Stamp duty surcharge ‘could reduce house price inflation’
The government is considering a stamp duty surcharge for non-UK resident homebuyers to reduce house price inflation and provide funds to help the homeless.
The Treasury is conducting a study to consider how a new 1% increase to stamp duty costs for non-UK residents buying residential property in England and Northern Ireland would work. This follows the announcement of the proposed rate change in last November’s Budget Statement by Chancellor Philip Hammond.
Mel Stride, Financial Secretary to the Treasury and Paymaster General, said there was evidence that non-UK resident buyers of UK property could be inflating house prices.
He added: “A 1% surcharge could help more people own their own homes in the future, and its proceeds will go towards tackling rough sleeping, boosting our plan to halve the numbers of rough sleepers by 2022.”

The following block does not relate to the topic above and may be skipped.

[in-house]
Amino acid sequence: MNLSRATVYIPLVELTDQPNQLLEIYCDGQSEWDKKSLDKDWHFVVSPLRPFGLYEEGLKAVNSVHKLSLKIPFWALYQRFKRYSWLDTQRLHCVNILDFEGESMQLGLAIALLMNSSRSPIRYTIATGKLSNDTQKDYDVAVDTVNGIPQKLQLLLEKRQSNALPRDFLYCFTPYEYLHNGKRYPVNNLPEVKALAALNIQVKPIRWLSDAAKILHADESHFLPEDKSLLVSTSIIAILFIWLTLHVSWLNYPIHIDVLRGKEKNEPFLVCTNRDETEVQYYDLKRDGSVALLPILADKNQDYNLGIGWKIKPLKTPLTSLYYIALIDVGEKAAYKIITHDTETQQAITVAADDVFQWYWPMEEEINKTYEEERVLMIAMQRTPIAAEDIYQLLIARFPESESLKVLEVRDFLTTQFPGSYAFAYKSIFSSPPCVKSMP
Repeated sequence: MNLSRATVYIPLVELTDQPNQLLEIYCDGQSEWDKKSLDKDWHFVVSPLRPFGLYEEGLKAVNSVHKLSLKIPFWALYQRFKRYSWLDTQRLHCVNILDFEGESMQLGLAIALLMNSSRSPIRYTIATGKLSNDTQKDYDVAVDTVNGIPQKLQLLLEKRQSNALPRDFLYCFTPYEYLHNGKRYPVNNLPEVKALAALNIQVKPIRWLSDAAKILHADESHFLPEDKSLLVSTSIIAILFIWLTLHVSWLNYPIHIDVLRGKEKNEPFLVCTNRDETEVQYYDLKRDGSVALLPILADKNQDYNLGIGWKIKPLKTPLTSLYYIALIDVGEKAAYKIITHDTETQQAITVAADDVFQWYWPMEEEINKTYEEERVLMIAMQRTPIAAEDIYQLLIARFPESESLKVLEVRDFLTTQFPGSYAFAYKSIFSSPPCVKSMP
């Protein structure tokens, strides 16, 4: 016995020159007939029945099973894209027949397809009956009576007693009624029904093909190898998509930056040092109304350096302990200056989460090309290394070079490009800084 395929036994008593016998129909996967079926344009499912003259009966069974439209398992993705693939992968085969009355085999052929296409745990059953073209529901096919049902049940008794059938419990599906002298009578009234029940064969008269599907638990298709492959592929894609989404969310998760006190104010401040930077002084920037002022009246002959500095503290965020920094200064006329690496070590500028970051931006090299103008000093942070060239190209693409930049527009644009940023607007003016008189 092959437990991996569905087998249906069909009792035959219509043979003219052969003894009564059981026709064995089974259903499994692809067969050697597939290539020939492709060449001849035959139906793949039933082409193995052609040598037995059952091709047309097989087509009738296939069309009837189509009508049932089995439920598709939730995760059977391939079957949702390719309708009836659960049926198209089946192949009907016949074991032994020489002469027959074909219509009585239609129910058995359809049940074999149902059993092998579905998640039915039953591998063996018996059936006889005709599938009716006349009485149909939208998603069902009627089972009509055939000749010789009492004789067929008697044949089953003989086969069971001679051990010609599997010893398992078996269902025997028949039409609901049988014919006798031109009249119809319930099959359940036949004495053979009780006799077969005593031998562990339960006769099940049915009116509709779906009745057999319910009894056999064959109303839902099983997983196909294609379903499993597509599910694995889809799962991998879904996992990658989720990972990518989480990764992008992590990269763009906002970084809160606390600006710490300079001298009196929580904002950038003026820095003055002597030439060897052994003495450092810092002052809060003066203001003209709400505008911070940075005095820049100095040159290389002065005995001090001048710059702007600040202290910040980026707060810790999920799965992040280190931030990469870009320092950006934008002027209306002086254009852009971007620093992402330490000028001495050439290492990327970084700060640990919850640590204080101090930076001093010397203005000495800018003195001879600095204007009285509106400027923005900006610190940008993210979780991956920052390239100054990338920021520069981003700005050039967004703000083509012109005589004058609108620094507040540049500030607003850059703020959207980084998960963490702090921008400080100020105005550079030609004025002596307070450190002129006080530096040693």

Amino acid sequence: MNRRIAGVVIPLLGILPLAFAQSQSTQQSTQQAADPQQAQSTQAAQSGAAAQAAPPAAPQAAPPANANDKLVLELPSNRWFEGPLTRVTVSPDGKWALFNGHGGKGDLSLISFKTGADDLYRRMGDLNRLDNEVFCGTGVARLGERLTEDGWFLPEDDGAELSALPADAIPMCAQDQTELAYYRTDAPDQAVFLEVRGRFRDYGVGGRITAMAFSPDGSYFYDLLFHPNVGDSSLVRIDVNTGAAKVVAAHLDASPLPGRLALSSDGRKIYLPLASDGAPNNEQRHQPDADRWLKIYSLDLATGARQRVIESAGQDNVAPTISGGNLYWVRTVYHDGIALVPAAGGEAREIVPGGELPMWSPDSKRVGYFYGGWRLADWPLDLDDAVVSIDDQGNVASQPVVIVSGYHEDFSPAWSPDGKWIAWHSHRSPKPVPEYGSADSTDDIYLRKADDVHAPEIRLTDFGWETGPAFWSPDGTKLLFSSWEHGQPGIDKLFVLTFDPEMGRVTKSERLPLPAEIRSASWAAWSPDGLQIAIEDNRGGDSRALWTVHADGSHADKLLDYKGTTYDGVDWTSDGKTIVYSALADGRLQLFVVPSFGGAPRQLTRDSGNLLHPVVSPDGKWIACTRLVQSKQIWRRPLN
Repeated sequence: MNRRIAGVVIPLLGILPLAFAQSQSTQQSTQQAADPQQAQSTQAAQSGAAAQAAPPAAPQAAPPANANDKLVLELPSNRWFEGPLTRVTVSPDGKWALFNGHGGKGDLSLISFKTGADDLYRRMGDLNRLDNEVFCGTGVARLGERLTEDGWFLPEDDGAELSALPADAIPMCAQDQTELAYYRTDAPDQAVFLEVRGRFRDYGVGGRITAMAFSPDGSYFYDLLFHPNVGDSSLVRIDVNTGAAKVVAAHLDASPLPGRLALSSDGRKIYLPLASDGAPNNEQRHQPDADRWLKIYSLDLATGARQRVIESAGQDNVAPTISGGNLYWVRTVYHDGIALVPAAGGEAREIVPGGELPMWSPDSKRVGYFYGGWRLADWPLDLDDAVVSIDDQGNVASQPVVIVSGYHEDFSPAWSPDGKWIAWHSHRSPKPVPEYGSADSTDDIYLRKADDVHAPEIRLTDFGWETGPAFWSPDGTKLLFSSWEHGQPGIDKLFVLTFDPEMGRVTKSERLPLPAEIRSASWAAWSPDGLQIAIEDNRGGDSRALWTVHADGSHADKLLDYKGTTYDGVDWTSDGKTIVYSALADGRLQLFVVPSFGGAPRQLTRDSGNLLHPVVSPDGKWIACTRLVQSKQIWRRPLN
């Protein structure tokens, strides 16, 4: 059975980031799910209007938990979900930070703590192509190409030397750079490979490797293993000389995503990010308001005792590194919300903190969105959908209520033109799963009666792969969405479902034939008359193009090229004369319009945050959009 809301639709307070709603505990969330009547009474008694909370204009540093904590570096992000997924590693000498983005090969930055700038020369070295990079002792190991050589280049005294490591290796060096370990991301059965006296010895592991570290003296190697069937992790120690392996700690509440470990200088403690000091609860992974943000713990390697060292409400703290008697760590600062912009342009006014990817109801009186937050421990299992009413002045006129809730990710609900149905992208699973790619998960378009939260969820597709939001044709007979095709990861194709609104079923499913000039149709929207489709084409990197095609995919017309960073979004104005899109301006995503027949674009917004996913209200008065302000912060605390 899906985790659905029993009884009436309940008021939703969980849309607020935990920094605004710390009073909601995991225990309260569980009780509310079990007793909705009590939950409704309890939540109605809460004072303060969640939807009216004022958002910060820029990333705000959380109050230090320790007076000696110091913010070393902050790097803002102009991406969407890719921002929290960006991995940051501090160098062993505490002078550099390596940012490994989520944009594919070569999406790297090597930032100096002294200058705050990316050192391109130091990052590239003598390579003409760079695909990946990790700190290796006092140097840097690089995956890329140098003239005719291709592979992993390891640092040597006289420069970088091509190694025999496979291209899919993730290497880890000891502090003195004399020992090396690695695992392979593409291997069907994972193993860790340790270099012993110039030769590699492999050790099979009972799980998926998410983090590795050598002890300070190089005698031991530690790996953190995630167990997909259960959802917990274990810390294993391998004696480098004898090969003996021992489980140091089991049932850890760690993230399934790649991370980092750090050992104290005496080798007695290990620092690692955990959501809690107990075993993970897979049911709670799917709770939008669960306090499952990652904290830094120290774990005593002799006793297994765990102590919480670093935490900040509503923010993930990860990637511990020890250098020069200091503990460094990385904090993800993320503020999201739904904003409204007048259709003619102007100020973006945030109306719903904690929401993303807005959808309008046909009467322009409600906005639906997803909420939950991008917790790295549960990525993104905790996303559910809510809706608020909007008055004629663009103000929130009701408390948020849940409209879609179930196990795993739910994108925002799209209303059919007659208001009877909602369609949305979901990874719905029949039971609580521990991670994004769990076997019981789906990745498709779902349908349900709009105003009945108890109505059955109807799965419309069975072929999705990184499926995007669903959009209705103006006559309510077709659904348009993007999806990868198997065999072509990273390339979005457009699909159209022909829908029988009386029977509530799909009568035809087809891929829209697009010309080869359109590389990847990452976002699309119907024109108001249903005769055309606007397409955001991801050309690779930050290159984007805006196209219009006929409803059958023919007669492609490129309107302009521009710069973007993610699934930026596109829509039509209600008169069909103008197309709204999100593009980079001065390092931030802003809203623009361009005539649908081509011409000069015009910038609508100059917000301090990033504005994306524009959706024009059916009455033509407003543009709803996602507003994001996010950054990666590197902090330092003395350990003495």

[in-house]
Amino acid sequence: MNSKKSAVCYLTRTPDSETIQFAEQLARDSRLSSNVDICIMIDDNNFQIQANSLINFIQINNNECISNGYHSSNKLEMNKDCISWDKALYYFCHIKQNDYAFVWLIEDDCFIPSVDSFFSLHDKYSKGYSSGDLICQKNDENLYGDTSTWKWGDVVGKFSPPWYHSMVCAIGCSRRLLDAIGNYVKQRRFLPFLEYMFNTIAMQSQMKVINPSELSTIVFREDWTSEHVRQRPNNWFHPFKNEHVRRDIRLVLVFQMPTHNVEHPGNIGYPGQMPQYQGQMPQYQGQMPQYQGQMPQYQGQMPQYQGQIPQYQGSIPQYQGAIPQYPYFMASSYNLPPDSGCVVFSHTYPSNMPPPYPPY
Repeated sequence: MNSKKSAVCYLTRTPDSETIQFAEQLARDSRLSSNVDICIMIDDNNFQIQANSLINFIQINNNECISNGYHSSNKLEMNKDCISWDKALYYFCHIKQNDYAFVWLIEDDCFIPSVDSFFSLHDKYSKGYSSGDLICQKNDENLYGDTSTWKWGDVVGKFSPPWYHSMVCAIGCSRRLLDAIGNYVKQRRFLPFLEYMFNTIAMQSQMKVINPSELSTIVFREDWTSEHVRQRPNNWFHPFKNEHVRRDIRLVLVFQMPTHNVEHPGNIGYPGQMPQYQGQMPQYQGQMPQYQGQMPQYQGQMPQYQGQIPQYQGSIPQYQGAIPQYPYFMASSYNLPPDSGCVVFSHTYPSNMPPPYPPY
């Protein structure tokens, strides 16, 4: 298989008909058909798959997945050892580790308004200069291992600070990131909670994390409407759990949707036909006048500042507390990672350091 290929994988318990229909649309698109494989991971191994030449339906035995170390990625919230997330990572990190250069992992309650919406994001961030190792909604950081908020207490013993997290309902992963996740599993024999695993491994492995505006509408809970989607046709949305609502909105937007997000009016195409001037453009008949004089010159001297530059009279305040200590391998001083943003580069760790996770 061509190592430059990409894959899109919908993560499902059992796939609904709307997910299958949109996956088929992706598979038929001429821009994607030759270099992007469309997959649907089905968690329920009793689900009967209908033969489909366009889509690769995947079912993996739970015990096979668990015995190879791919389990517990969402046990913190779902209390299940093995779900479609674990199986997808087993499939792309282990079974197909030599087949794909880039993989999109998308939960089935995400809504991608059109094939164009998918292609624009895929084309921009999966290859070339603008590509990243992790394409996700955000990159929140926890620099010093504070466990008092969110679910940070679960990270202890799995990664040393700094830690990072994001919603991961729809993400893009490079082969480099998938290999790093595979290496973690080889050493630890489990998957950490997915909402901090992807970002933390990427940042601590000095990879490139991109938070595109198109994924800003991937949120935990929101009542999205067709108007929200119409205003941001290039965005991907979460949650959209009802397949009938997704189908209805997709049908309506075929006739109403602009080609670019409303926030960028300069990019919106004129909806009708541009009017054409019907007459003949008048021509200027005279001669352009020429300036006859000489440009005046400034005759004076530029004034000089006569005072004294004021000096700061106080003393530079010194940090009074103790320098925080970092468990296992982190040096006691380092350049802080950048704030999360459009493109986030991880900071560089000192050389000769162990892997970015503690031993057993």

The charge will apply to any person who is non-resident in the UK, including certain UK-resident companies which are controlled by overseas shareholders. However, crown employees working abroad – such as military service personnel – will not have to pay the surcharge at all whilst those who buy a residential property and then move to the UK will be eligible for a refund of their extra payment.
The Stamp Duty Land Tax: non-UK resident surcharge consultation will cover all aspects of the charge, including how non-residents will be defined and how it applies to companies.
Further details will be published after the consultation has concluded on how much the charge is expected to raise. We shall keep clients informed of developments.
Please contact Dipak Odedra or Gurjit Dhadar if you would like advice about the legal aspects of buying or selling property.